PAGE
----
We realized that borrowing would increase the recovery-burden. We then said, wait; there is climate finance that can come as grants, loans, subsidies and other packages that might not be as tough as outright loan. It would address climate resilient infrastructure development, which of course is where the world is going with green development and green economy.

We then said, we need a platform to share this approach and encourage subnational entities and private sector to lock into it. We also have in mind that climate funds can trigger private sector investment in green initiatives. So we developed the concept and launched it in October 2017 at the Nicon Luxury Hotel in Abuja. They key focus areas for NCCII are renewable energy, climate smart agriculture and transportation.

On the subnational level, NCCII also aims at assisting subnational entities engage in climate change finance for sustainable development in their state, while on the private sector segment, the plan is aimed at illuminating the processes for accessing climate finance, developing partnerships within the private sector group and with affiliate green sectors both locally and internationally.

Another key component of NCCII is the climate risk solutions and finance segments. We are aware that most subnational entities who are hit by flood devastations do not understand that they can reach-out to global climate actions for adaptation support against the impacts of flood in their states. I believe our insurance companies are yet to fully integrate their operations with the climate solutions provided under the global climate action. These are the basis for setting up the initiative.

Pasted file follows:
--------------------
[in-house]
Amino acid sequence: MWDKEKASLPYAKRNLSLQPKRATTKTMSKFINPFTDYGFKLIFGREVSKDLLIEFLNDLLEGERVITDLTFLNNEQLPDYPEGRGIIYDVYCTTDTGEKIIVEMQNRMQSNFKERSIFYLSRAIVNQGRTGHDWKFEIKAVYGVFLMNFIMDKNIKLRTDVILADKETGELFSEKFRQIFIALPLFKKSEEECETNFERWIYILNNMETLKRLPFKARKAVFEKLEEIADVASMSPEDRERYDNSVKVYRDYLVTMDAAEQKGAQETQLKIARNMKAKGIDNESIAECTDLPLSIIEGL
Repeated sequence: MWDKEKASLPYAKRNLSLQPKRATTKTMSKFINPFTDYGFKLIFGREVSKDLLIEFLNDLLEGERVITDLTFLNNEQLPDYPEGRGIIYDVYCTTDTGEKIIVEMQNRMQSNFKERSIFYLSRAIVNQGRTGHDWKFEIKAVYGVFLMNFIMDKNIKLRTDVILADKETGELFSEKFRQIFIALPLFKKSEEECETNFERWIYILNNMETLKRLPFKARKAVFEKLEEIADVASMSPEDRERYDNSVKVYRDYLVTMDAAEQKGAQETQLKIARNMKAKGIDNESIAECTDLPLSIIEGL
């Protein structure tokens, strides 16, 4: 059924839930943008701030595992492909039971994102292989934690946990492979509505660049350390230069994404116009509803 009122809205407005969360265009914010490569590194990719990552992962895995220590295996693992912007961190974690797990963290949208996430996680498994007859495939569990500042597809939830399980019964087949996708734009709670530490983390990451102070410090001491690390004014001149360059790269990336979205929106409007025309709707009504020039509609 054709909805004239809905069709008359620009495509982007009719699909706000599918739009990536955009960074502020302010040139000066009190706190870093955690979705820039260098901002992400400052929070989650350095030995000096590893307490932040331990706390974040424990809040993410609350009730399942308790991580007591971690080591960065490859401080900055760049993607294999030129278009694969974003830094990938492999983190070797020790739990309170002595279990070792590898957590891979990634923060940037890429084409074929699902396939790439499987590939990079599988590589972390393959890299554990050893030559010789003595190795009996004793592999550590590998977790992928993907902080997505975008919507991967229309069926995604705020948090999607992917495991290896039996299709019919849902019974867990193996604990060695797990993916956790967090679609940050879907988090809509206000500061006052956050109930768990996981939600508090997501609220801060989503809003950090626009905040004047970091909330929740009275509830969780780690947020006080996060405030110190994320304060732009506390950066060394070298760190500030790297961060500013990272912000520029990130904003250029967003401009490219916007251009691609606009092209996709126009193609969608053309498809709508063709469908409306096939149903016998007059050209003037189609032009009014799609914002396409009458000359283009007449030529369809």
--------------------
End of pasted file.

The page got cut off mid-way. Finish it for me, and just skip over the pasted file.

What have it achieved since inception?
Well, we have achieved quite a lot since setting up the initiative. We have been able to disseminate the information to several state governments and private sector. The opportunity as consultants for Nigeria’s COP24 participation in Poland in December 2018, and operationalizing the first Nigeria Pavilion in the 24-years history of COP was quite supportive in driving the aim of this initiative. Nigeria had a boisterous outing at the just concluded COP 24, hosting over 24 side events, well attended and acclaimed highly informative and revealing. We were also able to facilitate the renewable energy proposal for Akwa Ibom State for 20MW of hydrokinetic power generation, among many other projects. We have done quite a lot but we are looking to do more.

There has been bloody clash between nomadic herders and farmers in most part of the country due to increasingly scarce farmland. Can we blame such instability or pressure on natural resources on climate change? How can we tackle it?
The pipal cause of the herder-farmer crisis in Nigeria is the scramble for limited natural resource. I mean land for farming and grazing. So, let us look at the limited natural resource in this case- arable land. The available land is dry and so the cattle has nothing to graze upon. You need to understand that the cattle is naturally wired to navigate towards greener pastures. So, with the drying up of the land in the north, the Sahel, the cattle naturally moves towards the south triggered by the transition to greener environment.

We seem to forget that the cattle is unable to distinguish between a grass and a garden. So when it finds a farm, I mean a hungry or famished cattle, find something “green” whether grass or farm, the signal is “food”. The herder at this point does not have much control over the hungry cattle that has seen green pastures. This situation is exacerbated because the herder does not even have an alternative for the cattle.

Now, let us look at the microstoria of this herder. He grew up to meet the open-grazing as practice, possibly inherited from his ancestors as the grazing practice in a nomadic pattern. That is what he knows and no alternative has been presented to him, as there has been no deliberate attempt to change the system. The only difference is that the cattle did not have to graze on farmlands at that time because there was ample grazing field. Possibly this was why there were no deliberate attempt to modify the grazing practice. With climate change setting in at alarming rates, the grazing fields are shrinking and the arable farmlands are shrinking.